The algorithm is trained with fundal images from patients known to have early-stage glaucoma. Subtle characteristics of early-stage glaucoma that would be invisible even to the trained ophthalmologist will be made obvious when the algorithm is presented with an image from a patient. The team has demonstrated sensitivity, specificity, and accuracy beyond that seen with other algorithmic approaches and suggests that the approach can offer 100 percent accuracy in automatically detecting glaucoma early and so allow the ophthalmologist to offer treatment before any damage is done to the optic nerves.

    Ajitha, S. and Judy, M.V. (2021) 'A novel hybrid approach to blaze out a new path for glaucoma detection, monitoring and sustainable results in fundus images', World Review of Science, Technology and Sustainable Development, Vol. 17, Nos. 2/3, pp.220–235.
    DOI: 10.1504/WRSTSD.2021.114677

  • Can we embed human rights in our economic recovery after the COVID-19 pandemic? That is the hope discussed in a paper published in the International Journal of Public Law and Policy. Katharine Young of Boston College Law School in Newton, Massachusetts, USA, explains how COVID-19 pandemic has plunged the world into an unprecedented health and economic crisis and will require an unprecedented approach to recovery.

    "As economists and policymakers turn to the task of recovery, protecting human rights remains intrinsically important, both morally and legally. It is also instrumental to the ends of public health and economic resilience," Young writes. She argues that that the human rights to life, health, education, social security, housing, food, water and sanitation, are as essential as civil and political protections.

    The COVID-19 pandemic has wrought inevitable indignities and material deprivations, the recovery should ensure that those deprivations are not simply propagated in the post-pandemic world. Economic and social rights must be respected in the aftermath of the pandemic. Moreover, our recovery must build on our history and understanding of past social and economic crises and go beyond those lessons to renew our commitment to ending inequality in all its forms.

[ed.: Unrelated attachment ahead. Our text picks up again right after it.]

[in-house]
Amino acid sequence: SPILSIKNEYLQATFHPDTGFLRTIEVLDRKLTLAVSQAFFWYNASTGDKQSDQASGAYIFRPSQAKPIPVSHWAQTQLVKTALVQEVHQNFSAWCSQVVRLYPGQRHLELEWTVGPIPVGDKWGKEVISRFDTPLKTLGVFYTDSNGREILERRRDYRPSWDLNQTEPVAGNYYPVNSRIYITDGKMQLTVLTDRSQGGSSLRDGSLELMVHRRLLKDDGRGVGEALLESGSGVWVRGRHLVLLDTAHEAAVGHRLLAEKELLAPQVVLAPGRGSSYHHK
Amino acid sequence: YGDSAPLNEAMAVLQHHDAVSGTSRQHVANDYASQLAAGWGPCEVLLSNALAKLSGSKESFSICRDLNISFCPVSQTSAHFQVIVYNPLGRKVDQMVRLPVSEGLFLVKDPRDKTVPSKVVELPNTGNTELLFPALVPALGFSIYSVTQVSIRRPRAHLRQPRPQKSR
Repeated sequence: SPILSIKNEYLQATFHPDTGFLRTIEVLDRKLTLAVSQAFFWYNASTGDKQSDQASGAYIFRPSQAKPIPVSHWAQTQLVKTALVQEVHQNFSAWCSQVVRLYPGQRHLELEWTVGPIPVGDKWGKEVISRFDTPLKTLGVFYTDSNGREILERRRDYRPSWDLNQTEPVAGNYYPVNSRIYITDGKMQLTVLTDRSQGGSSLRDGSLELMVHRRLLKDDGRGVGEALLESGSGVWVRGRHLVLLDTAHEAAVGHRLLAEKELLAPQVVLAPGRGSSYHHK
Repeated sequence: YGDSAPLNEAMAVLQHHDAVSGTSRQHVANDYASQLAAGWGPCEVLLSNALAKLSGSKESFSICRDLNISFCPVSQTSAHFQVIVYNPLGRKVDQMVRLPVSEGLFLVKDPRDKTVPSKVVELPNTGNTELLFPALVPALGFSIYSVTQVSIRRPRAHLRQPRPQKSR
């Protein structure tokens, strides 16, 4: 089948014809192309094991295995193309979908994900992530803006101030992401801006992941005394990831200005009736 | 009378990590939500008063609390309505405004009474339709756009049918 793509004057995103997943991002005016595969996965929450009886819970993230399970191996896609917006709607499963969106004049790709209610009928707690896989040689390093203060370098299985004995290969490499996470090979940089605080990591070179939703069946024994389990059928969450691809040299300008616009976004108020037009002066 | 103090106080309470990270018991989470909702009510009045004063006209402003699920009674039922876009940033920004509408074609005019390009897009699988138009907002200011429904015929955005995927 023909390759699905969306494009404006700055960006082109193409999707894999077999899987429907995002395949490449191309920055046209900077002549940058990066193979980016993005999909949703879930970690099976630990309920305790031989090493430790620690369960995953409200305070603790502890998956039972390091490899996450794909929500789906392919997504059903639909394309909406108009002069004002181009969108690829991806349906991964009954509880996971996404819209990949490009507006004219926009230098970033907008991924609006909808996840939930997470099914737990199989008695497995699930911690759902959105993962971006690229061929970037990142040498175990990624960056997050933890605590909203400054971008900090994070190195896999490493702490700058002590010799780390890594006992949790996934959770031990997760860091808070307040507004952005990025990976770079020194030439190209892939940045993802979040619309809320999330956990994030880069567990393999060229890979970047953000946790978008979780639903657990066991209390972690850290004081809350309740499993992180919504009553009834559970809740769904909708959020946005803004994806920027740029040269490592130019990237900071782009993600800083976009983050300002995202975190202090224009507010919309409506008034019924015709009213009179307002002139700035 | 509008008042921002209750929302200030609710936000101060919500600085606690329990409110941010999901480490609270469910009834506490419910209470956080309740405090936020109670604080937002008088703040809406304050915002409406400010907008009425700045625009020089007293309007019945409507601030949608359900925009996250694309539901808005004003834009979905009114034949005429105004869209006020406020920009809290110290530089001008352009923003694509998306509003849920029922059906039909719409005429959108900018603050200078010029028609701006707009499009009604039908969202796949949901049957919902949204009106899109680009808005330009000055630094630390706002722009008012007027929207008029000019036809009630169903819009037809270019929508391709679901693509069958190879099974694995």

"…a human rights approach does not offer a singular, uniform policy prescription," Young adds. "Instead, it offers the parameters of accountability and participation that have been a known feature (or at a least goal) of the United Nations human rights regime since the Universal Declaration of Human Rights."

    Young, K.G. (2020) 'The idea of a human rights-based economic recovery after COVID-19', Int. J. Public Law and Policy, Vol. 6, No. 4, pp.390–415.
    DOI: 10.1504/IJPLAP.2020.114810

  • Juggling one's job and one's personal life, the so-called work-life balance, is high on the agenda for thee modern worker especially as we begin to realise how imbalance can lead to mental health problems and even physical issues. New work published in the International Journal of Technology Transfer and Commercialisation, has looked at how improved work-life balance among company employees not only benefits them as individuals but also has a marked effect on productivity and thus profits.

    Poonam Kaushal Balaji of the Institute of Modern Management at the Sri Balaji Society in Pune, India, points out that a lot of stress in a person's life is focused on their job. She has surveyed hundreds of IT workers in the three Indian cities of Chandigarh, Bangalore, and Pune with the aim of identifying workplace factors that cause stress and affect the elusive perfect work life balance in this profession. Statistical analysis of the results showed significant correlations between workplace stress factors and a detrimental effect on work-life balance.